The breadth of mental ill-health stigma research in sport: A scoping review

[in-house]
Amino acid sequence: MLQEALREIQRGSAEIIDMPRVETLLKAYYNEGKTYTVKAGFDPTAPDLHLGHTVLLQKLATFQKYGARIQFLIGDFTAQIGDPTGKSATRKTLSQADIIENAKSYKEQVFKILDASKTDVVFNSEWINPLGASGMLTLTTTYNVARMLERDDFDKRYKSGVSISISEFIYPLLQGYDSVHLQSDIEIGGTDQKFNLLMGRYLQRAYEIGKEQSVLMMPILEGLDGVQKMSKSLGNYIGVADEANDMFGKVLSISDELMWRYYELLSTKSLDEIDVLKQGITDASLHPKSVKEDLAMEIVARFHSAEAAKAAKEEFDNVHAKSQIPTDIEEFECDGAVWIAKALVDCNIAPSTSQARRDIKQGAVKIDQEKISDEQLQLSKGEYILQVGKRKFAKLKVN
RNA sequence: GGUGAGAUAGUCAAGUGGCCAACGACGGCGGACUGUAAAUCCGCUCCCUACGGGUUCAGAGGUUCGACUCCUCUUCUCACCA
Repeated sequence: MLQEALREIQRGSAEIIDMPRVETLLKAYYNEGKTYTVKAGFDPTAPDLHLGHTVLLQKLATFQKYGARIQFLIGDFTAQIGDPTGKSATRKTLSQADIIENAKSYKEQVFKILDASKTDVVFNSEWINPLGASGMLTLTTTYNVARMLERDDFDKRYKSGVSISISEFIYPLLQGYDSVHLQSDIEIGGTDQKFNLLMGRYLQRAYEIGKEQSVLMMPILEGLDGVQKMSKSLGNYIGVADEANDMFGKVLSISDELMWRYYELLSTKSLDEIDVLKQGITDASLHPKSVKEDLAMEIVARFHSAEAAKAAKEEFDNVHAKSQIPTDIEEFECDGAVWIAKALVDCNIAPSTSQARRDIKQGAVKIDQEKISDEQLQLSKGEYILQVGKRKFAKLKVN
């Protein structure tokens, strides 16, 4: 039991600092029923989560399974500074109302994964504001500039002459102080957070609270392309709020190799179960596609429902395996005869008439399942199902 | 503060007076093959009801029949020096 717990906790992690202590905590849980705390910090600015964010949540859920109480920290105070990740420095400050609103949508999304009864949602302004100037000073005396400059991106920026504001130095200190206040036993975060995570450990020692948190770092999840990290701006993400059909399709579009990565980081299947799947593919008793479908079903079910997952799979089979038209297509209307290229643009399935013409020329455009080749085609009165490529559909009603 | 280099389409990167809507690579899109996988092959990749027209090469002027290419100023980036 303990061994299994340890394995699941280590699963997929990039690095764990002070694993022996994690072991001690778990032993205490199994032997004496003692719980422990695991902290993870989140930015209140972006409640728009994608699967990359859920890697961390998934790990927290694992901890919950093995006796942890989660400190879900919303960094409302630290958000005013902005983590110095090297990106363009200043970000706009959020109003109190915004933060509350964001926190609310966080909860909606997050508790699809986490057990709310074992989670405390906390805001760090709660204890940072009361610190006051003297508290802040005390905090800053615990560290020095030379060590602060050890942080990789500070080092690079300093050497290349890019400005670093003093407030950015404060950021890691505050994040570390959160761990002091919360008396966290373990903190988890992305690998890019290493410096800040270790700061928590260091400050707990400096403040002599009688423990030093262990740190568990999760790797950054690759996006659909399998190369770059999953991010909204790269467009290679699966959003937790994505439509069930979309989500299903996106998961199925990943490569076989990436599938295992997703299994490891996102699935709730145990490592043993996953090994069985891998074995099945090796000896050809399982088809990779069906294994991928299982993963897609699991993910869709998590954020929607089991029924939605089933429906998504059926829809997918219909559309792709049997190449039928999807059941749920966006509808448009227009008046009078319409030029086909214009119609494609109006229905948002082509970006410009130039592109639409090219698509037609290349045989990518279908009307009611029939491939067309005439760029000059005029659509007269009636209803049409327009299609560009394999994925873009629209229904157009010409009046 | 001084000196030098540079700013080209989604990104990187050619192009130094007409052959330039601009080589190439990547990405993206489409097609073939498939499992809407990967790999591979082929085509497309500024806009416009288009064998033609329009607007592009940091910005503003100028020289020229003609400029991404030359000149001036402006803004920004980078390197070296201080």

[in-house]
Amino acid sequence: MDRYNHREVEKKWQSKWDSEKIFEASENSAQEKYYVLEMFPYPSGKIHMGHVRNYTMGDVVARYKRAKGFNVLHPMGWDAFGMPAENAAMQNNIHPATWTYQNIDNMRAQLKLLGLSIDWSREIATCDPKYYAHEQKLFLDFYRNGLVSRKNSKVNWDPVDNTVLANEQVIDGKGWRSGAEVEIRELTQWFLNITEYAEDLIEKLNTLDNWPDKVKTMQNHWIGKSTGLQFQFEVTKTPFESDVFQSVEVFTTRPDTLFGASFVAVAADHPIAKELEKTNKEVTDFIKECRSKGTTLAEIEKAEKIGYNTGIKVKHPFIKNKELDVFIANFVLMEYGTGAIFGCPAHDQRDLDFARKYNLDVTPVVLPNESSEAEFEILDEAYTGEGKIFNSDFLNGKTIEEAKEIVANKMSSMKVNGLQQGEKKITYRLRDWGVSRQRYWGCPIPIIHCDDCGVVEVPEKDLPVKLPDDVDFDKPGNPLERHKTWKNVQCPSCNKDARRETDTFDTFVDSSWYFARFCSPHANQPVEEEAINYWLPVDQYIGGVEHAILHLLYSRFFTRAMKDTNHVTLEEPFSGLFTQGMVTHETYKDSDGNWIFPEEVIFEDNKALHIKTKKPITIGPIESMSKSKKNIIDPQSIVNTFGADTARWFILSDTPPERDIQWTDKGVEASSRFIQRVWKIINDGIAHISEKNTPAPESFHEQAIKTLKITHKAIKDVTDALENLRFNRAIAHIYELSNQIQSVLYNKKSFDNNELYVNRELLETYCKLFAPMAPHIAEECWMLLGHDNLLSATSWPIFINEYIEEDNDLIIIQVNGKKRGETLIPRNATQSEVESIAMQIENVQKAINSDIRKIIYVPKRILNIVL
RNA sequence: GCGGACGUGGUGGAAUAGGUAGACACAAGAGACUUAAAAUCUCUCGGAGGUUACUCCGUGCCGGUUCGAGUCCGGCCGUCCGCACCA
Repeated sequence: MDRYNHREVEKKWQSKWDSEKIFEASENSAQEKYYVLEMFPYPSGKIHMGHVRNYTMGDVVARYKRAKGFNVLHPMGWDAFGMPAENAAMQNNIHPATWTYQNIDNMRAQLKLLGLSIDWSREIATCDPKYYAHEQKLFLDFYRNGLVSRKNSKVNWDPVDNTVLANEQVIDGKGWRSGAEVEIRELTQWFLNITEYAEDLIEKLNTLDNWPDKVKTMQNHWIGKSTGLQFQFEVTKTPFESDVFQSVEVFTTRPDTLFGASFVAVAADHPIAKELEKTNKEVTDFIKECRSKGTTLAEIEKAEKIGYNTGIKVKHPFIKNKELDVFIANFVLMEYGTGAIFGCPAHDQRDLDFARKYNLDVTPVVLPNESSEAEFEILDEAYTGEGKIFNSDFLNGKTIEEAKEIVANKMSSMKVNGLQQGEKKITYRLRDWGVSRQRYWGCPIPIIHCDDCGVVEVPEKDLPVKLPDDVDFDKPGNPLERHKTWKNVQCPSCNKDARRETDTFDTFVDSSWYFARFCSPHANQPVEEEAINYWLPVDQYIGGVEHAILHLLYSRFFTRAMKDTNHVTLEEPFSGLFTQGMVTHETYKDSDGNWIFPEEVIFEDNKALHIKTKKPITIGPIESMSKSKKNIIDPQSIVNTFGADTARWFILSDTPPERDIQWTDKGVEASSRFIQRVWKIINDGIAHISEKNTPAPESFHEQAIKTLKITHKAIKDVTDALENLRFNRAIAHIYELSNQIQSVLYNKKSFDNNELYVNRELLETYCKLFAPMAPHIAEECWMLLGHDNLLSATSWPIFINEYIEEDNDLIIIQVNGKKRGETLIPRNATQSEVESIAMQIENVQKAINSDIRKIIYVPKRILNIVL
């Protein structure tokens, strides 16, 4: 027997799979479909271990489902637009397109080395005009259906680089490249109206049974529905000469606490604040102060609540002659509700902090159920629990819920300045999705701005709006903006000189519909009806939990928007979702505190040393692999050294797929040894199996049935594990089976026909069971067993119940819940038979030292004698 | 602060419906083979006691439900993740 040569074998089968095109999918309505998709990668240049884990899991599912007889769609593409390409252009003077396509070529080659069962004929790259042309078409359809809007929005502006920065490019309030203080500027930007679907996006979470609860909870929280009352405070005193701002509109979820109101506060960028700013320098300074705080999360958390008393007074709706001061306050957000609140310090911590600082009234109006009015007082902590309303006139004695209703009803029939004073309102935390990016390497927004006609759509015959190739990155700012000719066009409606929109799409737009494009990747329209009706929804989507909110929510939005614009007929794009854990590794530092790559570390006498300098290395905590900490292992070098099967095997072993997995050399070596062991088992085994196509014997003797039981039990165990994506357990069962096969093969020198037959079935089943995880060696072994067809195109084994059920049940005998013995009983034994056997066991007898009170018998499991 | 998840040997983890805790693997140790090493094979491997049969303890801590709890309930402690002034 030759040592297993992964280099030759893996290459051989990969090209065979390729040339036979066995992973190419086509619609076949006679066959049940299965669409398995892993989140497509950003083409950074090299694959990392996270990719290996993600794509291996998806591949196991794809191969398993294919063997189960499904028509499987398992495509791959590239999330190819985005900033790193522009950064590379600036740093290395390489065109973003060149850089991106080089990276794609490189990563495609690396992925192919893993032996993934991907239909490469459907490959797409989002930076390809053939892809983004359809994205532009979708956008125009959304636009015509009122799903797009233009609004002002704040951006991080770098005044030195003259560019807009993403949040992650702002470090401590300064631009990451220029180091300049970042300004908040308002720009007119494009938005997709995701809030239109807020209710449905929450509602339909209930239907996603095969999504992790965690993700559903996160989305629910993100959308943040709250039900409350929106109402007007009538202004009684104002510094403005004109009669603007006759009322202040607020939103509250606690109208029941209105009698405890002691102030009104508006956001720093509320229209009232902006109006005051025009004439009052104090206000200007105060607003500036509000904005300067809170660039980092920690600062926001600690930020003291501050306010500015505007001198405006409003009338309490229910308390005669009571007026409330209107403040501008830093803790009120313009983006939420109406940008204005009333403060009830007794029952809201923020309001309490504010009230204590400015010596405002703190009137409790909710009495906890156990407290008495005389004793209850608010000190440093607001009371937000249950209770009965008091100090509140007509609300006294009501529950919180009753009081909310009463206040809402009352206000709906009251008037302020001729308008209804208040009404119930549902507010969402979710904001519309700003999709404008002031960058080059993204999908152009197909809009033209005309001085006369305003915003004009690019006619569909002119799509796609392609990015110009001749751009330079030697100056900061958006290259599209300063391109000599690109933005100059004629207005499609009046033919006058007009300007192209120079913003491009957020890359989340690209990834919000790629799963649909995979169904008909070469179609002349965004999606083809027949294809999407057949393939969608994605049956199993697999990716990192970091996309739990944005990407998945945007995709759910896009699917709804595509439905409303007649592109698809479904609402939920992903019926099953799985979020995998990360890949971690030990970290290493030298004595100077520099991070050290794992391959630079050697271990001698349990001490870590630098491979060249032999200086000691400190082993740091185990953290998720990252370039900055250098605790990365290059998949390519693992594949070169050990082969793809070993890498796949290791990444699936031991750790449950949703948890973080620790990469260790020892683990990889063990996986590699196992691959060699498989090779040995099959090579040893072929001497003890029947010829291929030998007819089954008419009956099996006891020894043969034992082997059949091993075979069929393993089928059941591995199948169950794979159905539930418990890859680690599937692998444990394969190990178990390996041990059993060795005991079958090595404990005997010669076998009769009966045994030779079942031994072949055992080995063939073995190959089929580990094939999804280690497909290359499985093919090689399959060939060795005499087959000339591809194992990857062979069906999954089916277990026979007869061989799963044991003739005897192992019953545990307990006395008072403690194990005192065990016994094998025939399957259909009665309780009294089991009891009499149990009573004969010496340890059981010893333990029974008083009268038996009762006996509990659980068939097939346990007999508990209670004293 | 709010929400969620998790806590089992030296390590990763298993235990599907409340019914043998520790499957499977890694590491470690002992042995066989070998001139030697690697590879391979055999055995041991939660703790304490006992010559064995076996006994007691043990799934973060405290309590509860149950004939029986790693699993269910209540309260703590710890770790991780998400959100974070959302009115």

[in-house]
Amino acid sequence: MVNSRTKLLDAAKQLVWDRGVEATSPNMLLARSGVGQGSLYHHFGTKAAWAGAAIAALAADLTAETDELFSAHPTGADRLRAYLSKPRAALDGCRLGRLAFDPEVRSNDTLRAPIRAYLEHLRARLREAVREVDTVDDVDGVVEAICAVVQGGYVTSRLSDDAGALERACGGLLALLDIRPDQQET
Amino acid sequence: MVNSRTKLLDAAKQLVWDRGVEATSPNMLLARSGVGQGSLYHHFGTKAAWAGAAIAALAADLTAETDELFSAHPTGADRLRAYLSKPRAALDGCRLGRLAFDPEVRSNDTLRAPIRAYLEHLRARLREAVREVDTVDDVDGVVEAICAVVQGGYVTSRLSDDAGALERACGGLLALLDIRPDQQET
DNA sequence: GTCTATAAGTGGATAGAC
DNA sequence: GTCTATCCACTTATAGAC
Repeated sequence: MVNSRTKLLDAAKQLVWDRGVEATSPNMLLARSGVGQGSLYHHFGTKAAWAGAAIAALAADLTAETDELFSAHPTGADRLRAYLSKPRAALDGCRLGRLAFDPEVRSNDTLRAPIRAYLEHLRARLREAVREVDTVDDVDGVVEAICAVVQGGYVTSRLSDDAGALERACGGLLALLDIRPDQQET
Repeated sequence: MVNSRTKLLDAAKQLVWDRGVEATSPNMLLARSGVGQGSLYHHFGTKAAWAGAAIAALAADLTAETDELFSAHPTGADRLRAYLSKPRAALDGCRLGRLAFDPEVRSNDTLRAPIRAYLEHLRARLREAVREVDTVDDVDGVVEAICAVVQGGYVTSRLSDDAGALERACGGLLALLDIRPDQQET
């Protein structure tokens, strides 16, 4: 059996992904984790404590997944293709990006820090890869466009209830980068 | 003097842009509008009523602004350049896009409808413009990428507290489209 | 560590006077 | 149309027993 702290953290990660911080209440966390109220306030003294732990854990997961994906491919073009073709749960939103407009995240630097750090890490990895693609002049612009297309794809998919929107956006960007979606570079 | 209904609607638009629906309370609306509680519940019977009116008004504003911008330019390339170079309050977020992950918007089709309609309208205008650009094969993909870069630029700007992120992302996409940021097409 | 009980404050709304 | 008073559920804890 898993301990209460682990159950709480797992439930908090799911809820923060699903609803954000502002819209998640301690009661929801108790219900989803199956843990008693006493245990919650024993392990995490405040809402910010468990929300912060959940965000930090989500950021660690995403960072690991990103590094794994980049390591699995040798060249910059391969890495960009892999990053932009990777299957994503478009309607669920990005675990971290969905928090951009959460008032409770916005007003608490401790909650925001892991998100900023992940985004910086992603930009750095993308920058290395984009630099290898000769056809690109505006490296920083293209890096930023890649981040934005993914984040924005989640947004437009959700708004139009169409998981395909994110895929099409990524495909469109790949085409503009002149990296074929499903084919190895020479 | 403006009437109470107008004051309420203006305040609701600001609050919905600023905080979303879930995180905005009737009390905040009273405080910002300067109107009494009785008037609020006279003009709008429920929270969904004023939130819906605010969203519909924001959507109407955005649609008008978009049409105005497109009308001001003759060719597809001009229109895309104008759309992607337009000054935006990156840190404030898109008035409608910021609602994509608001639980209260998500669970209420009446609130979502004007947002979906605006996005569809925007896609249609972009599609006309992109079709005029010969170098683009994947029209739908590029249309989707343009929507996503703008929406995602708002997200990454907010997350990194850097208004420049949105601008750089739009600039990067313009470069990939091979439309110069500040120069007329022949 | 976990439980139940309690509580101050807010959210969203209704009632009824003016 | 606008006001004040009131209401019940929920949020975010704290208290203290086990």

Mental ill-health affects athletes at prevalence rates similar to the general population (Rice et al., 2016), despite beliefs that athletes are protected by highly physically active lifestyles. As seen in the general population, mental ill-health stigma can negatively impact various psychosocial (e.g., diminished self-efficacy) and social (e.g., limited social opportunities) outcomes. Though discussions of stigma are ubiquitous within sport, the research landscape on mental ill-health stigma is unclear. Therefore, we conducted a scoping review overviewing the extant literature on stigma in sport, identifying 68 articles through a systematic literature search protocol. We charted data from included studies (e.g., type of stigma studied, stigma-related constructs) and analyzed data frequencies to determine research trends. We found that researchers have primarily focused on two specific constructs, while others are underdeveloped. Additionally, researchers often did not clarify the type of stigma under study, limiting the ability to synthesize findings with existing research. Structural stigma has yet to be explicitly studied, presenting a significant literature gap. Finally, closed-ended research methodologies inhibit the centralization of participants' experiences which could lead to progressive understandings of mental ill-health stigma. Building from this overview, researchers can be better positioned to expand sport stigma research. Understanding the impact of stigma at personal, interpersonal, and structural levels allows practitioners to integrate interventions within organizational systems. Further, utilizing inclusive methodologies can empower participants through supportive environments and developing collaborative long-term research-to-practice interventions that athletes share stake in. Creating athlete ownership of interventions can increase their effectiveness and lead to self-sustaining programs.